Cedar Bog

Cedar Bog Nature Preserve is a FEN located in Urbana, Ohio. 14,000 to 24,000 years ago, glaciers from the ice age occupied around two thirds of Ohio. When glaciers moving south came to bedrock in Bellefontaine, Ohio, they folded around the highest point on the land. End Moraines, or glacial hills, formed from the east to west of Cedar Bog, positioning it in the bottom of a valley. The hills are composed mostly of sand and limestone gravel, which water can easily flow through. The Mad River Valley surrounding Cedar Bog is an aquifer. Water that has come to the surface at low points in the valley is what causes the special habitats found at Cedar Bog. Certain plant species can survive here because of the cold and alkaline  water.

Plant-Animal Relationships

Virginia Iris (Iris virginica)

Virginia Iris

The Virginia Iris may as well be shouting, “hey pollinators! look at me!”. The purplish/pink veins that lead right into the bold yellow on the sepals acts as a runway for pollinators showing them exactly the path they need to take to get to what they’re looking for, and what the flower wants them to find. The Virginia Iris has 3 petal-like sepals, 3 petals, simple, alternate leaves, and long and thin basal leaves. The three upright petals of an iris are said to be symbolic of faith, wisdom, and valor.   https://www.fs.usda.gov/wildflowers/beauty/iris/Blue_Flag/iris_virginica.shtml https://www.meadowsfarms.com/great-big-greenhouse-gardening-blog/six-fun-facts-about-iris/

Northern Prickly-Ash (Zanthoxylum americanum)

Northern prickly ash

The northern prickly-ash has a number of different relationships with wildlife. The flowers are a pollen and nectar source for a variety of insects, the leaves are food for giant swallowtail larvae, the sap provides food for a variety of treehoppers and leafhoppers, its fruit is eaten by smaller mammals and birds, and its thicket provides important covering and habitat for wildlife. The northern prickly-ash has pinnately compound leaves that are alternate, and they also have thorny twigs! Although they may appear similar to ash trees (and share a name), they are actually a member of the citrus family, which is also why the giant swallowtail likes to lay their eggs on them. Another name for this tree is the toothache tree because Native Americans would chew on its bark or fruits to numb their mouth from any dental pain. https://www.dhnature.org/prickly-ash.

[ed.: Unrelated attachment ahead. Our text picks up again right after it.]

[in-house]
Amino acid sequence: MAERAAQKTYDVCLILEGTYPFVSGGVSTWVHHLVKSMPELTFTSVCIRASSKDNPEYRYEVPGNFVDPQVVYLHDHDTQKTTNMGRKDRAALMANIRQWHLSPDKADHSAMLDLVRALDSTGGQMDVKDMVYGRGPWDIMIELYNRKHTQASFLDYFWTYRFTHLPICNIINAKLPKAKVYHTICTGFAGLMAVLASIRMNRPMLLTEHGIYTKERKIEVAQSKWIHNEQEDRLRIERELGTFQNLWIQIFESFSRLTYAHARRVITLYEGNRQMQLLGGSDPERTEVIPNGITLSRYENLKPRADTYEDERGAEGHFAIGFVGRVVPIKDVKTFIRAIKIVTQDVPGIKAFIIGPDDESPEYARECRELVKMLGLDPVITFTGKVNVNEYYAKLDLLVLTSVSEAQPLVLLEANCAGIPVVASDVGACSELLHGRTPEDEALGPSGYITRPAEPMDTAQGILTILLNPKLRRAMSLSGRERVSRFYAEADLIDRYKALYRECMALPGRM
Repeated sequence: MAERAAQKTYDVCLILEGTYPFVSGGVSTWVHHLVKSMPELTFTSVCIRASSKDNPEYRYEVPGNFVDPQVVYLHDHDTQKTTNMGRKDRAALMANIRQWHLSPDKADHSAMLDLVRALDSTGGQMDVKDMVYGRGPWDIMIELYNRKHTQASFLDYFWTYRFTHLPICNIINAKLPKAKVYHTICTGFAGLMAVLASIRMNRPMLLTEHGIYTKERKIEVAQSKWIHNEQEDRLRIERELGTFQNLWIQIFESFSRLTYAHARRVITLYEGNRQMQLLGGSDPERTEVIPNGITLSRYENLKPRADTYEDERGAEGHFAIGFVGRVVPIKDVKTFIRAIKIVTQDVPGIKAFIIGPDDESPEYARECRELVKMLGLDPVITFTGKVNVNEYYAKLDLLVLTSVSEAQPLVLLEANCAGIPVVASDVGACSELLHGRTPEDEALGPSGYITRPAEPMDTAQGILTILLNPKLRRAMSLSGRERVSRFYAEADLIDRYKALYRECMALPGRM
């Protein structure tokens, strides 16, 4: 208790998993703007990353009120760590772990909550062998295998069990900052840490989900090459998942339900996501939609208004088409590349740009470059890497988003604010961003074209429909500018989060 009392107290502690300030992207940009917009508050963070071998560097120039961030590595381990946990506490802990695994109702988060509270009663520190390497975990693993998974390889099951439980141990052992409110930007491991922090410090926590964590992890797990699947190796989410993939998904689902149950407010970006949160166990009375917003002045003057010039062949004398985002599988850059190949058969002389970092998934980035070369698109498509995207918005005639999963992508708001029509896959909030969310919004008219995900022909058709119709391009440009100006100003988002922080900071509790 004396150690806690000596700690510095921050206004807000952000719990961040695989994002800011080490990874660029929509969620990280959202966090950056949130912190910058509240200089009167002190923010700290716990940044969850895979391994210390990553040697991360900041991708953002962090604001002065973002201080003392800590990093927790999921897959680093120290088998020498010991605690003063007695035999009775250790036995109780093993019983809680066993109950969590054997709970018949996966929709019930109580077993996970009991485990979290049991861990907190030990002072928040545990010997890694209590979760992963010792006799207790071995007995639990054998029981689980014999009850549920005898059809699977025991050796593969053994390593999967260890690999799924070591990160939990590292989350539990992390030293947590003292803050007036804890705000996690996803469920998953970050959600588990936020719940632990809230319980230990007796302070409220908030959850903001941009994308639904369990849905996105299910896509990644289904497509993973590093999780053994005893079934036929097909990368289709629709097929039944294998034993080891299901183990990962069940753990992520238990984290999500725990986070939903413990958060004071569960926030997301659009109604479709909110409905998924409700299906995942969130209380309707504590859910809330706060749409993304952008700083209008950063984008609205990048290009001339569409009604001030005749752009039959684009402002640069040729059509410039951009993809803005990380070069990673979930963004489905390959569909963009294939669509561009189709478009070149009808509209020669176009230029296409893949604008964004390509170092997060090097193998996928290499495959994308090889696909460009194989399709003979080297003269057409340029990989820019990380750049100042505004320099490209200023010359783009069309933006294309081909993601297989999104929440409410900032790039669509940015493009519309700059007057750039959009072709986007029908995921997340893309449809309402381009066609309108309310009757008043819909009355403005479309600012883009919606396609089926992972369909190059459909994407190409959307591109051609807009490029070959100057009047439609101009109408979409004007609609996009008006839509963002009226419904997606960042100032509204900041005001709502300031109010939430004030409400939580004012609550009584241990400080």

Conservative Fen Plants

Northern White Cedar (Thuja occidentalis)

Northern white cedar

The CC value of the Northern White Cedar is 9.

Prairie Valerian (Valeriana ciliata)

Prairie valerian

The CC value of Prairie Valerian is 10.

Swamp Birch (Betula pumila)

Swamp birch

The CC value of Swamp Birch is 10.

Marsh Arrow-Grass (Triglochin palustre)

Arrow grass

The CC value of Marsh Arrow-Grass is 10.

Ash Trees

Black Ash (Fraxinus nigra)

Black ash

Black Ash has opposite, serrated, pinnately compound leaves. The black ash has cessile leaflets, meaning that the leaf blades are attached directly to the stem.

Green Ash (Fraxinus pennsylvanica)

Green ash

Green Ash has opposite, sometimes serrated sometimes not leaves, that are pinnately compound. In contrast to the black ash, the green ash does not have cessile leaflets.

Floristic Quality of Plant Communities


Caltha palustris – Marsh Marigold – OBL – 6

Iris viginica – Virginia Iris (Southern Blue Flag) – OBL – 6

Lindera benzoin – Spicebush – FACW – 5

Senecio aureus – Golden Ragwort – FACW – 4

Symplocarpus foetidus – Skunk Cabbage – OBL – 6

Ranunculus septentrionalis – Northern Swamp Buttercup – FAC – 4

Sedge Meadow Abbreviated Species List

Dasyphora fruticosa – Shrubby Cinquefoil – FACW – 10

Drosera rotundifolia – Round-Leaved Sundew – OBL – 7

Betula pumila – Swamp Birch – OBL – 10

Valeriana uliginosa – Swamp Valerian – (FACW+) – 10

Toxicodendron vernix – Poison Sumac – OBL – 7

Utricularia minor – Lesser Bladderwort – 6